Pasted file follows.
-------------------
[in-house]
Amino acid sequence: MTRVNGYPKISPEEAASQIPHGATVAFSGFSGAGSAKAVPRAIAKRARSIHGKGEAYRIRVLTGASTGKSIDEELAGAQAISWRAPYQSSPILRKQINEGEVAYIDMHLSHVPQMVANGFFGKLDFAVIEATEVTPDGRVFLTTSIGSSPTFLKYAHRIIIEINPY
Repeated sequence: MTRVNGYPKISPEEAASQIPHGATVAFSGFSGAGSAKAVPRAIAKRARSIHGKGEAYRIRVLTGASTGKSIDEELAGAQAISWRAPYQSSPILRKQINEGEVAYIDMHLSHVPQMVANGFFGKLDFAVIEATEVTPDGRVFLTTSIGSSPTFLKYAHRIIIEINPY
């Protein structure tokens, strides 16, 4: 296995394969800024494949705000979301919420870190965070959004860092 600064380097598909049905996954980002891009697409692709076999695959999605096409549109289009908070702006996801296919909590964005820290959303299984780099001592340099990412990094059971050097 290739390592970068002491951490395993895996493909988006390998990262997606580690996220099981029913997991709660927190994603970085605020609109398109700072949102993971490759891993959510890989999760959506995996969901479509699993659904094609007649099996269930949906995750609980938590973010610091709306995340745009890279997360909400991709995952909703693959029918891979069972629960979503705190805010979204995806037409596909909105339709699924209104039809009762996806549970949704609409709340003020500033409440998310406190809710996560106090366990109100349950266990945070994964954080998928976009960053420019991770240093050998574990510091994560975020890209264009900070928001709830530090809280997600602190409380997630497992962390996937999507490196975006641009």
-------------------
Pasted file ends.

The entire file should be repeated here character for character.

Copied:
[in-house]
Amino acid sequence: MTRVNGYPKISPEEAASQIPHGATVAFSGFSGAGSAKAVPRAIAKRARSIHGKGEAYRIRVLTGASTGKSIDEELAGAQAISWRAPYQSSPILRKQINEGEVAYIDMHLSHVPQMVANGFFGKLDFAVIEATEVTPDGRVFLTTSIGSSPTFLKYAHRIIIEINPY
Repeated sequence: MTRVNGYPKISPEEAASQIPHGATVAFSGFSGAGSAKAVPRAIAKRARSIHGKGEAYRIRVLTGASTGKSIDEELAGAQAISWRAPYQSSPILRKQINEGEVAYIDMHLSHVPQMVANGFFGKLDFAVIEATEVTPDGRVFLTTSIGSSPTFLKYAHRIIIEINPY
């Protein structure tokens, strides 16, 4: 296995394969800024494949705000979301919420870190965070959004860092 600064380097598909049905996954980002891009697409692709076999695959999605096409549109289009908070702006996801296919909590964005820290959303299984780099001592340099990412990094059971050097 290739390592970068002491951490395993895996493909988006390998990262997606580690996220099981029913997991709660927190994603970085605020609109398109700072949102993971490759891993959510890989999760959506995996969901479509699993659904094609007649099996269930949906995750609980938590973010610091709306995340745009890279997360909400991709995952909703693959029918891979069972629960979503705190805010979204995806037409596909909105339709699924209104039809009762996806549970949704609409709340003020500033409440998310406190809710996560106090366990109100349950266990945070994964954080998928976009960053420019991770240093050998574990510091994560975020890209264009900070928001709830530090809280997600602190409380997630497992962390996937999507490196975006641009």